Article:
Fair Use and the Ecstasy of Influence

Posted February 23, 2015

Authors Alliance Co-Founder Molly Van Houweling

In honor of fair use week, we’re taking a look back The Ecstasy of Influence, by award-winning author Jonathan Lethem. (Read more about Lethem’s work in this recent review.)

Lethem, who serves on the Authors Alliance Advisory Board, does not mention fair use in his 2007 essay (which is also one of a collection in his book of the same name). Instead, The Ecstasy of Influence embodies fair use with both its text and technique.

The text is a reflection on the role of inspiration and appropriation in all acts of artistic creation. Its purpose (as Lethem later described in an essay entitled The Afterlife of Ecstasy), was to reveal “the eternal intertextuality of cultural participation—of reading, writing, making things from other things.” In so doing, Lethem implicitly defends fair use, which the U.S. Supreme Court has described in Campbell v. Acuff Rose as a “guarantee of breathing space within the confines of copyright” that often privileges the transformation of copyrighted works into new works that do not supersede the originals but rather add “something new, with a further purpose or different character, altering the first with new expression, meaning, or message.”

The Ecstasy of Influence demonstrates this type of transformation through its technique of respectful re-mix. The 8000-word essay reads as a coherent expression of a singular authorial voice. But Lethem reveals at the end why the subtitle is “A Plagiarism.” He presents a key, in which he “names the source of every line I stole, warped, and cobbled together as I ‘wrote’ (except, alas, those sources I forgot along the way)” and clarifies that “[n]early every sentence I culled I also revised, at least slightly — for necessities of space, in order to produce a more consistent tone, or simply because I felt like it.”

Lethem explains, for example, that the book The Gift (by fellow Authors Alliance Advisory Board member Lewis Hyde) is the source of this powerful passage:

“Most artists are brought to their vocation when their own nascent gifts are awakened by the work of a master. That is to say, most artists are converted to art by art itself. Finding one’s voice isn’t just an emptying and purifying oneself of the words of others but an adopting and embracing of filiations, communities, and discourses. Inspiration could be called inhaling the memory of an act never experienced. Invention, it must be humbly admitted, does not consist in creating out of void but out of chaos. Any artist knows these truths, no matter how deeply he or she submerges that knowing.”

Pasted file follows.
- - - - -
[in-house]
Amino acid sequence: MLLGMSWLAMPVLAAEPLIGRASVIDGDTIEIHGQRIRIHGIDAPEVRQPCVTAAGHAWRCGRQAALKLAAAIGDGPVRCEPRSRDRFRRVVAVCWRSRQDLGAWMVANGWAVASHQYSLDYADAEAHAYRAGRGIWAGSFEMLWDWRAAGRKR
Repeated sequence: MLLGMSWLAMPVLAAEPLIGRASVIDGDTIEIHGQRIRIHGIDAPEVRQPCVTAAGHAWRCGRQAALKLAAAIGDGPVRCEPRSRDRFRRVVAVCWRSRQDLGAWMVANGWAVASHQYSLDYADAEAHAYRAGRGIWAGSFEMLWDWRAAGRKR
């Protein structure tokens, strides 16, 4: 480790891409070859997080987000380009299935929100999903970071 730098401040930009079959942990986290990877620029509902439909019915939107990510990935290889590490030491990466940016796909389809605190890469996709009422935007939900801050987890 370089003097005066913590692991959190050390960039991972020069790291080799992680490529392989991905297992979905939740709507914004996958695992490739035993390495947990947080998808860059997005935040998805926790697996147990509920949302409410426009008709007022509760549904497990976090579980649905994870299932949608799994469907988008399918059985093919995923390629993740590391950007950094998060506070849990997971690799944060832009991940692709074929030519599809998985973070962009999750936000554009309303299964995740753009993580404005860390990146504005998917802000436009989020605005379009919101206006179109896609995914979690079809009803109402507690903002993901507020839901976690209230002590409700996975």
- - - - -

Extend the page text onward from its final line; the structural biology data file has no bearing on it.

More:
Later in the essay, Lethem weaves together Roland Barthes, Ralph Waldo Emerson, and more in a paragraph that urges us to forgive—as fair use often does—the ways in which creators twist together old and new:

“Any text is woven entirely with citations, references, echoes, cultural languages, which cut across it through and through in a vast stereophony. . . . Old and new make the warp and woof of every moment. There is no thread that is not a twist of these two strands. By necessity, by proclivity, and by delight, we all quote. Neurological study has lately shown that memory, imagination, and consciousness itself is stitched, quilted, pastiched. If we cut-and-paste ourselves, might we not forgive it of our artworks?”

The Ecstasy of Influence is thus both a celebration and a demonstration of fair use. It praises creative transformation through a remarkable act of creative transformation. That is not to say that Lethem’s technique can’t be critiqued—perhaps for bad manners instead of copyright infringement. Lawrence Lessig (also an Authors Alliance Advisory Board member) wrote a letter to Harper’s praising Lethem’s essay for teaching “more about the importance of what I call ‘remix’ than any other work I have read” but reminding us that creativity that celebrates influence need not use the plagiarist’s technique of copying without attribution. Lethem does of course offer attribution in his key, but Lessig suggests that “it is not too much to demand that a beautiful (or ugly) borrowed sentence be wrapped in simple quotation marks.”

As an academic author obsessed with documenting the primary and secondary sources that form the basis for my scholarly conclusions, I am all for quotation marks. But I confess that I was drawn in by Lethem’s alternative technique—uniquely suited to the purposes of his essay—of seamless synthesis followed by post-hoc acknowledgement. I suspect an essay riddled with quotation marks would have seemed esoteric instead of ecstatic.

Judge for yourself. Read (or re-read) the Ecstasy of Influence in honor of fair use week. And read more about fair use in the Authors Alliance Fair Use FAQ, and in these Fair Use Week resources.